Duterte should be a lesson for Americans: The perfect ally does not exist.

It is a miscalculation to view and judge leaders abroad through the same lens as American leaders. This is especially true when that imperfect ally is willing to do anything – including turning to the Kremlin – to save his country from a radical Islamic army who is fast gaining strength and notoriety.

Moreover, unlike Syrian President Bashar al-Assad — who has been increasingly in the news for likely gassing his own people — the United States has long had a working and open relationship with Duterte and the Philippines. Allowing that relationship to deteriorate could be costly.

Duterte should not have to go to America’s geopolitical rival to buy weapons and request help from Russia’s counter-terrorism intelligence network. Such support and assistance is what Washington D.C. should happily and proactively offer to its long-time ally – regardless of who it makes cringe.

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Trump Earpiece Fiasco By Some In The Media Fuels “Fake News” Narrative

One of the hallmarks thus far of the Trump administration is the way the President has both lambasted the media and of course uses it when he feels the need. The NY Times is “failing” and supposedly reports “fake news” but Trump was happy to sit down for an interview with Maggie Haberman and Glenn Thrush.

I’ve seen people refuse outright to read anything in the Washington Post or NY Times as well as CNN because they’ve been targets of the President’s ire. It’s silly because the news coming from those outlets is usually bad for him but when something gets “reported” that later turns out to be nonsense, it only makes it easier for people dismiss legitimate stories.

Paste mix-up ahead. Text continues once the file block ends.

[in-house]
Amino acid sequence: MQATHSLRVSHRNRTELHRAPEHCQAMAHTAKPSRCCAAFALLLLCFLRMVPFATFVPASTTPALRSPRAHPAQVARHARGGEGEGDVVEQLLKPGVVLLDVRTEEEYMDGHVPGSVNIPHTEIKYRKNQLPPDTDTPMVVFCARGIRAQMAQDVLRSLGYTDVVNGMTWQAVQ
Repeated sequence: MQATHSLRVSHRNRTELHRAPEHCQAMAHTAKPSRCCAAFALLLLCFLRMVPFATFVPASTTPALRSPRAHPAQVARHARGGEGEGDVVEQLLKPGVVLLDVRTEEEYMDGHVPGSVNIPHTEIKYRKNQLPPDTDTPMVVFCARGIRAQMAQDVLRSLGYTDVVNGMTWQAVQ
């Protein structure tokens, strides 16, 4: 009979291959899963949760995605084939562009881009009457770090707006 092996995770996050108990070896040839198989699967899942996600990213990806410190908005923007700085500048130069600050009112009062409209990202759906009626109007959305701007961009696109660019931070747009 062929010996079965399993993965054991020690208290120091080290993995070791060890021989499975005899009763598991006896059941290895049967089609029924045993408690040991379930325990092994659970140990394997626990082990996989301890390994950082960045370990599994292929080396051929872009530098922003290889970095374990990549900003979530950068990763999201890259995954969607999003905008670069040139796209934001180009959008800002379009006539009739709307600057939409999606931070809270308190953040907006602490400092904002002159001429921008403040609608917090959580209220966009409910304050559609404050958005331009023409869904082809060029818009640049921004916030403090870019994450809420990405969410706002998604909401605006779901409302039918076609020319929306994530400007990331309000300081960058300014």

The Trump “earpiece story” is a perfect example. James Landale of the BBC tweeted this out:

Since the President was not wearing the typical headset one wears for interpretation, the assumption was that President Trump didn’t bother to listen. That was not the case:

The insinuation was that Trump wasn’t listening to Gentiloni. But Trump did have his earpiece in. It’s just tiny.

Trump is notorious for being tremendously disrespectful to foreign leaders. (Well, he’s disrespectful to foreign leaders who don’t have authoritarian tendencies, at least.) But Trump ostensibly listens to what most world leaders have to say. He just uses an earpiece that’s much smaller than most of his counterparts around the world.

Gizmodo’s cheap shot at the President notwithstanding, it’s obvious Landale got it wrong. Nearly 20,000 people retweeted including some others in the media:

NY Times reporter

Huffington Post reporter

So when a “story” like this gets exposed as the nonsense, it is, it only allows for people to be more skeptical of the press and it reveals biases within the media despite assurances they’re fair.